This I believe. Sitting in the dark, having woken in the dark when it seems no living soul walks the Earth, I reflect. I sip my tea, hot Darjeeling, trying to figure out why I can't taste it like I used to. It's half between the familiar bite and a pure sensation of hot wetness on my tongue. I heard a song tonight, and it's stuck in my head. It's infected my mood. A catchy pop melody, but a depressing message that anyone can relate to. A woman with a soothing voice offering half-solace, her words carrying the true futility of the notion. I fade back to other nights like this, swallowed by the quiet dark, hearing catchy tunes that leave me feeling hollow.
The title of this, while it seemed poetic enough to me at first, may not be entirely accurate. Maybe this is the power of music. Robin Pecknold believes that music is the last bit of magic and mystery in a world that has largely been mapped out by science and reason. It is our holdover from the superstitious world of the peasants. I don't believe that mystery is lost, myself. But we ignore it. The feeling this music gives me is one I tend to try to ignore. Music throws things right in your face. If you've ignored feeling broken, there will be a song to shatter you. If you wear your gloom like a badge then an upbeat tune will find you and burrow into your brain until you catch yourself singing Shonen Knife at full volume among friends. I could fall off on a diatribe here, claim that the true evil of commercial music is that it does not attempt to inspire or reveal any such emotions, but who am I to say that? It is a mystery what song will shake you, and when and why. Maybe it is fate that guides songs to us, sets just the right melody in our path at just the right time. Like the jukebox in Shaun of the Dead.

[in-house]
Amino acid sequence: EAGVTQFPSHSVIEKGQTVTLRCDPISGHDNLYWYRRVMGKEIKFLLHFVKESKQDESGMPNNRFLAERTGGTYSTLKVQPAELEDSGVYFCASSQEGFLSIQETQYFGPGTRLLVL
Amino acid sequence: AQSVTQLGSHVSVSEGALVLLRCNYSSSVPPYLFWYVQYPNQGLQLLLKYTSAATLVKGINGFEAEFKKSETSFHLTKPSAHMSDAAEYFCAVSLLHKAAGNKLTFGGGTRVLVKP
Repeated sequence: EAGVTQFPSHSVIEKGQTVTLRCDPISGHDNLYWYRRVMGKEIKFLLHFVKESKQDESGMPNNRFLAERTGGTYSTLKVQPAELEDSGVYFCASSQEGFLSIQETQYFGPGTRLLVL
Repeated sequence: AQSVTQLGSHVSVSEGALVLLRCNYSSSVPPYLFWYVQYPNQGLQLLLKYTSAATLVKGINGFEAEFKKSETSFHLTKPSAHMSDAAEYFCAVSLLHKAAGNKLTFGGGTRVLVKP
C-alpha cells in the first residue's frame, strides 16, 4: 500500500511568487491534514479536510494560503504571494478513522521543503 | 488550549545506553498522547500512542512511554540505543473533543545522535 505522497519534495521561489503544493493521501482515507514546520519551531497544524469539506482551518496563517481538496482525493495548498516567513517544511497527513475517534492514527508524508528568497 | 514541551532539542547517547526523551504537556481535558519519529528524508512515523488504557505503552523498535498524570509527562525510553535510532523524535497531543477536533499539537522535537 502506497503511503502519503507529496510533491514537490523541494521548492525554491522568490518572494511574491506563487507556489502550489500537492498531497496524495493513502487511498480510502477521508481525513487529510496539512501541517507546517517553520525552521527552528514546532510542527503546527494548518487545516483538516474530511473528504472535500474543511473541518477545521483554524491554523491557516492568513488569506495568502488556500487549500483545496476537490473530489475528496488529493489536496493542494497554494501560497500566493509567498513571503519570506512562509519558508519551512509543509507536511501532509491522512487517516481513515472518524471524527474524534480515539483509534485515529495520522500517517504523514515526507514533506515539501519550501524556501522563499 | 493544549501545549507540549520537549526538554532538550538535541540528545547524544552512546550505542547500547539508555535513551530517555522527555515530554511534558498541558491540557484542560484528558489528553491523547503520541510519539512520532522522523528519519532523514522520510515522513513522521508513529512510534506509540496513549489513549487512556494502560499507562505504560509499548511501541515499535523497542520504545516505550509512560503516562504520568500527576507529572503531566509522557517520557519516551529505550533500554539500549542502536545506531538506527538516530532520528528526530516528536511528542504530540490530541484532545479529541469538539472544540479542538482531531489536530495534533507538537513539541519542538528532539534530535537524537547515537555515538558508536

Music has far too many powers to ever list exhaustively. Even in the course of two paragraphs, it became clear that one of those was synchronicity. Besides this, there is the power that Pecknold spoke of. I think he was referring to the way a song's impact exceeds simply its words. Even though there are physical phenomena behind notes, and even though many things make noise, tunes seem to exist in an Other World. The referents of words are sometimes concrete, things you can hold in your hand or at least touch or at least look at. Notes refer to things that are immaterial. To top that off, one instrument's melody alone is rarely enough, and rarely employed in a song. We have layers upon layers of harmony, meaning after meaning that cannot be touched, yet can be somehow understood. The tune shapes the sense of the words, and vice versa. If any single part is off, the song will suffer. When the gestalt is perfect, there is maybe nothing on this Earth with the same power.